File
  -> New
    -> Project

Visual C++
  -> Win32
    -> Win32 Console Application

Replace the empty main with a libxlsxwriter example from the distro. Make sure to include "stdafx.h" and "xlsxwriter.h":

#include "stdafx.h"
#include "xlsxwriter.h"
int main() {
lxw_workbook *workbook = workbook_new("hello_world.xlsx");
lxw_worksheet *worksheet = workbook_add_worksheet(workbook, NULL);
worksheet_write_string(worksheet, 0, 0, "Hello", NULL);
worksheet_write_number(worksheet, 1, 0, 123, NULL);
workbook_close(workbook);
return 0;
}

Change the target to "Release" and the architecture to "x86" (or whatever you installed above). You can now "Build Solution". The resulting executable will be put in the output directory with the required "xlsxwriter.dll" and "zlib1.dll" files.

Specifying a TEMP directory for libxlsxwriter

The libxlsxwriter library creates temporary files in the system TEMP directory during assembly of an xlsx file. On Windows this directory may not be writeable by a libxlsxwriter application (although it will try several TEMP locations before returning an error). To work around this you can set the tmpdir parameter of the lxw_workbook_options struct and pass it to workbook_new_opt():

lxw_workbook_options options = {.constant_memory = LXW_FALSE,
.tmpdir = "C:\\Temp"};
lxw_workbook *workbook = workbook_new_opt("filename.xlsx", &options);

This can also be used on Unix systems where the TEMP directory isn't writeable.

The TEMP file handling with optional temporary directory support is provided by the Tmpfileplus library which is included in the source tree. If you wish to use the standard library tmpfile() function instead you can compile without tmpfileplus as follows:

make USE_STANDARD_TMPFILE=1
Note
When using the the standard library tmpfile() the tmpdir parameter, shown above, is ignored.

Installation on Windows using Mingw-w64 and MSYS2

The libxlsxwriter library can also be compiled on Windows using the Mingw-w64 "Minimalist GNU for Windows" toolchain. These tools can be run from the Windows cmd.exe but it is recommended to use the MSYS2 "Minimal System" Bourne Shell.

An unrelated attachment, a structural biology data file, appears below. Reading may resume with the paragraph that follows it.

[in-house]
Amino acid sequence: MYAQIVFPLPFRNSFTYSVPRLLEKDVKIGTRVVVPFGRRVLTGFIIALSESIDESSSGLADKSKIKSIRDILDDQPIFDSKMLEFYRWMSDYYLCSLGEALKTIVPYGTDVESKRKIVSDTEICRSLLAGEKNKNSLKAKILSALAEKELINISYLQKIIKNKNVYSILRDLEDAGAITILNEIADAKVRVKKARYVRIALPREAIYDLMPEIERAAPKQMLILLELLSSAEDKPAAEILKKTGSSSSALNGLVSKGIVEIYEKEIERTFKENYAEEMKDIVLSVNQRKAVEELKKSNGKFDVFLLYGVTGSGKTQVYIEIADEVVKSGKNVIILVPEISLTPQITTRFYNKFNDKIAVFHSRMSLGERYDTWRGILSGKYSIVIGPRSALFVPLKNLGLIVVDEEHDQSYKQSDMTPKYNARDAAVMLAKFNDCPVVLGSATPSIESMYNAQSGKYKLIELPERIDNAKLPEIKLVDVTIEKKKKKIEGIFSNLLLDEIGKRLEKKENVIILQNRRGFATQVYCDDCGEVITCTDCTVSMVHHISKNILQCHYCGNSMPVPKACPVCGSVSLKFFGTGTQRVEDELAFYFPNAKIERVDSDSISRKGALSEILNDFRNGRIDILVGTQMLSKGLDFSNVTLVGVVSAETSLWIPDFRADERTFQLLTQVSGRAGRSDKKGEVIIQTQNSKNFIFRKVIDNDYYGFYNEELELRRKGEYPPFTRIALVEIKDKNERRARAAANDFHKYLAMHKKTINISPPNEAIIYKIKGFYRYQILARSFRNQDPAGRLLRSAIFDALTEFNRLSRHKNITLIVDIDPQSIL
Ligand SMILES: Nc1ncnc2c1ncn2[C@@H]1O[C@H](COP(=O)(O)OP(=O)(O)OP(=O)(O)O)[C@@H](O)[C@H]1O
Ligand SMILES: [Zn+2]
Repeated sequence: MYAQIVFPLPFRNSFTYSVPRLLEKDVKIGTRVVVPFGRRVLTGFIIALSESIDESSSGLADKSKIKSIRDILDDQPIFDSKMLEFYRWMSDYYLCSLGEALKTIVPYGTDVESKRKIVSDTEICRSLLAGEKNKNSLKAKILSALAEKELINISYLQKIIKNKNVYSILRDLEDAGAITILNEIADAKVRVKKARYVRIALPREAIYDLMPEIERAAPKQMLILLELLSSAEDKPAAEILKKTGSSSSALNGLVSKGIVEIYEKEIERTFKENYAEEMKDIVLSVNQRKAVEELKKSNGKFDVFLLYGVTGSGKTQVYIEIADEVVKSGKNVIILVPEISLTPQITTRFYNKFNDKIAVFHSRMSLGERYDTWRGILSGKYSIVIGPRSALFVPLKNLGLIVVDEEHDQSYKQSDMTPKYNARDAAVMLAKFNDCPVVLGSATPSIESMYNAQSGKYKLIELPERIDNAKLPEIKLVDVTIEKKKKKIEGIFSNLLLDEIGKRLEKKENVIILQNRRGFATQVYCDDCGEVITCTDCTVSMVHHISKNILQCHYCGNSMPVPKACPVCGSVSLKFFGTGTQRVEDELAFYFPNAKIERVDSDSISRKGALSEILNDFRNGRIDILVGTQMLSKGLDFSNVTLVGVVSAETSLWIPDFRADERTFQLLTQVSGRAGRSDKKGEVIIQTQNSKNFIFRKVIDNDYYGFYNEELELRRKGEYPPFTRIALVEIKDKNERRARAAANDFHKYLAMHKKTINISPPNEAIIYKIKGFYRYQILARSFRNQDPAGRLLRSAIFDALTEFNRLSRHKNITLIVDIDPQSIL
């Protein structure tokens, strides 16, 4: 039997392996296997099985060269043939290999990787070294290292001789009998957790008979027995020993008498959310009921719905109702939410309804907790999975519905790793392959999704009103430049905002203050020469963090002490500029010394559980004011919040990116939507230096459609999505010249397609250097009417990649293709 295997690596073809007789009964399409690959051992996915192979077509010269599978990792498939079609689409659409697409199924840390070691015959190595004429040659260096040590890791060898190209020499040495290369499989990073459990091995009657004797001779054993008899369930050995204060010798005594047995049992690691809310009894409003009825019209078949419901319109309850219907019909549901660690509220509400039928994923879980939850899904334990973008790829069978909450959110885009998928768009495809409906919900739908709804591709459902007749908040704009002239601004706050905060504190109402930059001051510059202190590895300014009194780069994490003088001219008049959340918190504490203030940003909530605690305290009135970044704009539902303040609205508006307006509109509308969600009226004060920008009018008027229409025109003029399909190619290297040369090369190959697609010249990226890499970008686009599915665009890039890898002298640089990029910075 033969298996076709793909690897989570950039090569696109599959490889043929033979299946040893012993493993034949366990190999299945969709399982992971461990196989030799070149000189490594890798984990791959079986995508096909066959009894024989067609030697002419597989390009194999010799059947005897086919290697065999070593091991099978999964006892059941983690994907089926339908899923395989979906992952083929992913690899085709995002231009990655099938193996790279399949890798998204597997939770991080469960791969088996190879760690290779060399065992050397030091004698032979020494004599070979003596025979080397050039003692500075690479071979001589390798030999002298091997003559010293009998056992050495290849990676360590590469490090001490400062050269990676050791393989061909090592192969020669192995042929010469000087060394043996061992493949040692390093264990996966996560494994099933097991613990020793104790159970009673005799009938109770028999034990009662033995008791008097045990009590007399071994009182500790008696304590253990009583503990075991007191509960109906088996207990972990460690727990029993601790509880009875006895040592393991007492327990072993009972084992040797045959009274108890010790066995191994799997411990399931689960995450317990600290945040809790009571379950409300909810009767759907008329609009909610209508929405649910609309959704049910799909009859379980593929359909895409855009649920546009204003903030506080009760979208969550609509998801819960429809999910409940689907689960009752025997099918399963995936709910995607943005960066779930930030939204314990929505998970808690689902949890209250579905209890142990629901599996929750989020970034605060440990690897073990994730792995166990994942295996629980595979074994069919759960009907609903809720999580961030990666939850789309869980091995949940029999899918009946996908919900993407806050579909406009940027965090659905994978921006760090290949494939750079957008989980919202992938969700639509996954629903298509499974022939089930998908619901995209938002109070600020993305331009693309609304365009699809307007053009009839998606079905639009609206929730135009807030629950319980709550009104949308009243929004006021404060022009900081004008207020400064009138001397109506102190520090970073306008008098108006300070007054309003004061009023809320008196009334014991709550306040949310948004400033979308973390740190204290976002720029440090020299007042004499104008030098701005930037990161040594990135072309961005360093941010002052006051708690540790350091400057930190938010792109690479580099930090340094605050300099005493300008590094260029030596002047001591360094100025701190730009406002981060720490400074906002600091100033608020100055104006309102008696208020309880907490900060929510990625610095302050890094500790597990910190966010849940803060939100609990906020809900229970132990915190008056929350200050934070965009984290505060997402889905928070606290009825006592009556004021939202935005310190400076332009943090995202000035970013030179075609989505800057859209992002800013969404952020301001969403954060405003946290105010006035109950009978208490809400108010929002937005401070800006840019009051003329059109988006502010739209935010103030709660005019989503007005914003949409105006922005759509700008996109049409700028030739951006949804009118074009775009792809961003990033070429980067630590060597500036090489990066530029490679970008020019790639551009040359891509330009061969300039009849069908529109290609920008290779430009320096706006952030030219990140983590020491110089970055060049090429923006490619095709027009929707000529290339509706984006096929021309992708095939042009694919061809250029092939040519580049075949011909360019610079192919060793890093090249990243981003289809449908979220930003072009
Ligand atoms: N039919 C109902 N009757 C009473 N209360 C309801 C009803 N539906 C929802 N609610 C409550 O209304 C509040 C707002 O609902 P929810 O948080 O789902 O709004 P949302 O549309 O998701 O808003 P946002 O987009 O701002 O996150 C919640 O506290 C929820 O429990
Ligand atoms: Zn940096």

Here are some instructions on how to compile libxlsxwriter with Mingw-w64 and MSYS2:

# Install MSYS2 64 or 32 bit from http://msys2.github.io/

# Install the dev tools for libxlsxwriter.
pacman -S git gcc make zlib-devel

# Clone and build libxlsxwriter.
git clone https://github.com/jmcnamara/libxlsxwriter.git
cd libxlsxwriter/
make

After compilation you can follow the instructions in the Install the library and Using the library sections above. When using the library you may also need to link against the zlib library using -lz:

gcc myexcel.c -o myexcel -lxlsxwriter -lz

It is also possible to use Cygwin and the older MinGW and MSYS. Libxlsxwriter has been confirmed to compile and work in all of these environments.

See also Specifying a TEMP directory for libxlsxwriter.

Linking against system minizip

Libxlsxwriter uses the minizip component of Zlib to create the xlsx zip file container. The source files for minizip are included in the src tree of libxlsxwriter and are statically linked by default.

If you have a lminizip library already installed on your system and prefer to dynamically link against that you can use the following compilation option:

make USE_SYSTEM_MINIZIP=1

Compiling on Big Endian Architecture

Libxlsxwriter can be compiled on a big endian system as follows:

make USE_BIG_ENDIAN=1

Next steps

If you got libxlsxwriter built and working successfully then the next sections will look at how to create some more in-depth examples.

Next: Tutorial 1: Create a simple XLSX file